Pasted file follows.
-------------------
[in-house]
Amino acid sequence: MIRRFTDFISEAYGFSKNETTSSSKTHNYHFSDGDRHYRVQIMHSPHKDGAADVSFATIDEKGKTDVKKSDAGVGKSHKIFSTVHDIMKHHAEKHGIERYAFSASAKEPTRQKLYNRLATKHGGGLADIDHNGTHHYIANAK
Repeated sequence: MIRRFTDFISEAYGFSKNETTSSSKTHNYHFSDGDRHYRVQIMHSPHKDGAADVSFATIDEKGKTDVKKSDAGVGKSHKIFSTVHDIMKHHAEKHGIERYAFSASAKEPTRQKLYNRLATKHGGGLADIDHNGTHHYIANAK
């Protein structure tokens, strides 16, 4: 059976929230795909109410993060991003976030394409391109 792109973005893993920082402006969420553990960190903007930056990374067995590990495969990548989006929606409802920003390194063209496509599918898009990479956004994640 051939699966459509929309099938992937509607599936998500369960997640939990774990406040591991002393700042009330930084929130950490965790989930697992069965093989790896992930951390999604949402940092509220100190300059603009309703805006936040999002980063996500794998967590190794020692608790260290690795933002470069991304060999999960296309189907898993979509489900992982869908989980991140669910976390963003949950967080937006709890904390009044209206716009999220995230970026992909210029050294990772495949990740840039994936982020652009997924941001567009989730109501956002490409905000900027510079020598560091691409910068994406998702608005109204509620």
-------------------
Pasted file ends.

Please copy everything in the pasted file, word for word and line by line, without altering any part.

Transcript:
[in-house]
Amino acid sequence: MIRRFTDFISEAYGFSKNETTSSSKTHNYHFSDGDRHYRVQIMHSPHKDGAADVSFATIDEKGKTDVKKSDAGVGKSHKIFSTVHDIMKHHAEKHGIERYAFSASAKEPTRQKLYNRLATKHGGGLADIDHNGTHHYIANAK
Repeated sequence: MIRRFTDFISEAYGFSKNETTSSSKTHNYHFSDGDRHYRVQIMHSPHKDGAADVSFATIDEKGKTDVKKSDAGVGKSHKIFSTVHDIMKHHAEKHGIERYAFSASAKEPTRQKLYNRLATKHGGGLADIDHNGTHHYIANAK
């Protein structure tokens, strides 16, 4: 059976929230795909109410993060991003976030394409391109 792109973005893993920082402006969420553990960190903007930056990374067995590990495969990548989006929606409802920003390194063209496509599918898009990479956004994640 051939699966459509929309099938992937509607599936998500369960997640939990774990406040591991002393700042009330930084929130950490965790989930697992069965093989790896992930951390999604949402940092509220100190300059603009309703805006936040999002980063996500794998967590190794020692608790260290690795933002470069991304060999999960296309189907898993979509489900992982869908989980991140669910976390963003949950967080937006709890904390009044209206716009999220995230970026992909210029050294990772495949990740840039994936982020652009997924941001567009989730109501956002490409905000900027510079020598560091691409910068994406998702608005109204509620």